When we turned off the engine after about seven miles of a rough gravel road, the haunting sounds of a flute echoed off the sheer red rock cliffs. A ranger informed us that a Native American was performing a ceremony in keeping with the ancestral ways, and asked that we respect his religious practices and leave him alone if we should happen to come upon him. The Palatki Pueblo is still a sacred area to the native Puebloans.
Palatki is one of the few archeological/Native American sites situated within and operated by the National Forest Service. Now as part of the Red Rock Pass system vehicles are allowed access to Palatki as well as all trailhead parking .
Staffed with a ranger and volunteers, the visitor count has predictably jumped dramatically, even with the rough access road and small parking lot that fills up early in the day.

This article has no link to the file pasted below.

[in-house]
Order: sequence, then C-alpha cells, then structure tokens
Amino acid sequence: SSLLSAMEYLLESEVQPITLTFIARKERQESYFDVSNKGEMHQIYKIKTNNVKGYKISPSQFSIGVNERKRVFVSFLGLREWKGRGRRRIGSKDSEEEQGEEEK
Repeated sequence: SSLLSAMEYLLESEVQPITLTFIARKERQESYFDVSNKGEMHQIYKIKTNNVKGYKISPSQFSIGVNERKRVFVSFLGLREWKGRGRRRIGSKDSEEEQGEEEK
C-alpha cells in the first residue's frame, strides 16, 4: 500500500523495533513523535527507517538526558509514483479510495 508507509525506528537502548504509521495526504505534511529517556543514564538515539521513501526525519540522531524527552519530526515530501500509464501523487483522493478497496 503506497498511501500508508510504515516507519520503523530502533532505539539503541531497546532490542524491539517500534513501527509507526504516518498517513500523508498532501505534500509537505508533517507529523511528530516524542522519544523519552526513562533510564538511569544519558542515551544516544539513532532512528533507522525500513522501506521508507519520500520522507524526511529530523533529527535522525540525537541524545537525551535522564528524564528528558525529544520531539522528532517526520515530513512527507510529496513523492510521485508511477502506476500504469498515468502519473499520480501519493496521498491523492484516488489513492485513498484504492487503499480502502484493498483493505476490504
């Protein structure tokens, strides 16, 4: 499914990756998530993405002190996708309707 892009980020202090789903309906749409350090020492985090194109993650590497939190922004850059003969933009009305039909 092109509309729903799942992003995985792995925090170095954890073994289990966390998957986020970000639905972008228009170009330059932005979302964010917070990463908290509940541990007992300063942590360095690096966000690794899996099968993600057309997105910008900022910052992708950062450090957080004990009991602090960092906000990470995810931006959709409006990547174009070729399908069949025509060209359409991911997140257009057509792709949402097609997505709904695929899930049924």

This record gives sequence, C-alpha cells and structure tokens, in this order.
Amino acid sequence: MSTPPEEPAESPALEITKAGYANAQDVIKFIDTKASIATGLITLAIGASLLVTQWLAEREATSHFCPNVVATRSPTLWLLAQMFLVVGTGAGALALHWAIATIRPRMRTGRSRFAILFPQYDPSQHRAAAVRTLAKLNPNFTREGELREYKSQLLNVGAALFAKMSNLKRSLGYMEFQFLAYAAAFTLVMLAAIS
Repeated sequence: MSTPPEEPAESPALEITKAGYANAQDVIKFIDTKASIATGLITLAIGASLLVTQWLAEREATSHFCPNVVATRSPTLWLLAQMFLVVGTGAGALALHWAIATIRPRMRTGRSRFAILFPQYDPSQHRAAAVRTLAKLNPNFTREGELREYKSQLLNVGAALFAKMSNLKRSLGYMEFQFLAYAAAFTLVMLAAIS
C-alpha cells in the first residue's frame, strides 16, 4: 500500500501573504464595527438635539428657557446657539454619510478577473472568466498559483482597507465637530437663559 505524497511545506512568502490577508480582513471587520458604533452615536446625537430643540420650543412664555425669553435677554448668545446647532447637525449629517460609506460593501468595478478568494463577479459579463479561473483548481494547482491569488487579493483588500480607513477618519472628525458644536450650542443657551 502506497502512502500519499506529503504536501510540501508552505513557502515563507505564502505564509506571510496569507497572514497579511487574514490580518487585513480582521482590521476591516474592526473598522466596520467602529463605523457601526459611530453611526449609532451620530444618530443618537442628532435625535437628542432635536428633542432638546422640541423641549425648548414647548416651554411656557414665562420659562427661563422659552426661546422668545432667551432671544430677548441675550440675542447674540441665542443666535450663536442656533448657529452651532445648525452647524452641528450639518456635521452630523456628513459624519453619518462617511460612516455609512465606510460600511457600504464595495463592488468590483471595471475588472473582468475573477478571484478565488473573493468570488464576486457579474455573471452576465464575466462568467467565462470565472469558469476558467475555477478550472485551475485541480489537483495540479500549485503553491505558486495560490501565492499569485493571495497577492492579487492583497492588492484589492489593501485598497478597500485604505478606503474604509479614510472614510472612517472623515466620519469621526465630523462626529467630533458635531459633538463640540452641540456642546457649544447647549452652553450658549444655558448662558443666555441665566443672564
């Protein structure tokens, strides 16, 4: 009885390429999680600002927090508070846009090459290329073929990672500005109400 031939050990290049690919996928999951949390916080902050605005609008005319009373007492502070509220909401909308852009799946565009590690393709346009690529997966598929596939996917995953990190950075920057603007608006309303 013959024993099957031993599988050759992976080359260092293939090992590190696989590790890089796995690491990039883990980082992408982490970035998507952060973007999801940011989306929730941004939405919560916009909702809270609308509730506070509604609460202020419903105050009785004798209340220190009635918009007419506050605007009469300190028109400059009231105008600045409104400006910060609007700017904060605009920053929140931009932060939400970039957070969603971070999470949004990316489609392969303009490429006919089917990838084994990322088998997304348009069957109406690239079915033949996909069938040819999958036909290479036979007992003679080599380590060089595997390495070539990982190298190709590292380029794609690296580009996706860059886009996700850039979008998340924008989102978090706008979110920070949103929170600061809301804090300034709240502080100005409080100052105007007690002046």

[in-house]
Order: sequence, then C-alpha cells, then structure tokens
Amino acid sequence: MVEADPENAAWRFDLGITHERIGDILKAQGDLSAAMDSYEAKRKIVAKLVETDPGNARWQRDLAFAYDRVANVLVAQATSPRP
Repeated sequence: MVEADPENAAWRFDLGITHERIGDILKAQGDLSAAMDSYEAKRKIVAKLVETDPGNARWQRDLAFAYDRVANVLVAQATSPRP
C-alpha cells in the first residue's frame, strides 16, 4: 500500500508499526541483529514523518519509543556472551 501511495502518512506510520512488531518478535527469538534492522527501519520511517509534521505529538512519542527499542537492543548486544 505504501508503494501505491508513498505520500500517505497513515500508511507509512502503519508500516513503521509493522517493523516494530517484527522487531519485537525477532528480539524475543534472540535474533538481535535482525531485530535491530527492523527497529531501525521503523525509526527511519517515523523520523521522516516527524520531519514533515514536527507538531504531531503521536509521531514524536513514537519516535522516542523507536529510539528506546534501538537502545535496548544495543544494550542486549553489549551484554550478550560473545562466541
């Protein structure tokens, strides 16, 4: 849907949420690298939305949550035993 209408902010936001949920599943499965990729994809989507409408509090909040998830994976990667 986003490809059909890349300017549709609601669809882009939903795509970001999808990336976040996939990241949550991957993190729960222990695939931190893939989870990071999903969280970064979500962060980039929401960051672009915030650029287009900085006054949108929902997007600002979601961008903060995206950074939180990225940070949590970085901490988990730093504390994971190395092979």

The Southern Sinagua people lived in Palatki, one of the largest Pueblos in the area, from 1150 to 1350 when the sites were abandoned as the inhabitants likely moving to pueblos along Oak creek and the Verde river.
Palatki consisted of two separate pueblos. About 30-50 people occupied the site, suggesting two family or kin groups, one in each pueblo.
Visual layers of time record the history of these red rock canyons, where a large concentration of art, pictographs, and designs were painted or drawn on rock surfaces, one drawing made on top of another. Some represent human occupation of Verde Valley from Stone Age hunters and gatherers 3,000 to 6,000 years ago to 19th century European.
To get to Palatki, turn west on 89A in Sedona, AZ to Dry Creek Road. Turn north on FS 152 and follow the signs. Water available. The site is open every day except Thanksgiving and Christmas. Learn more.
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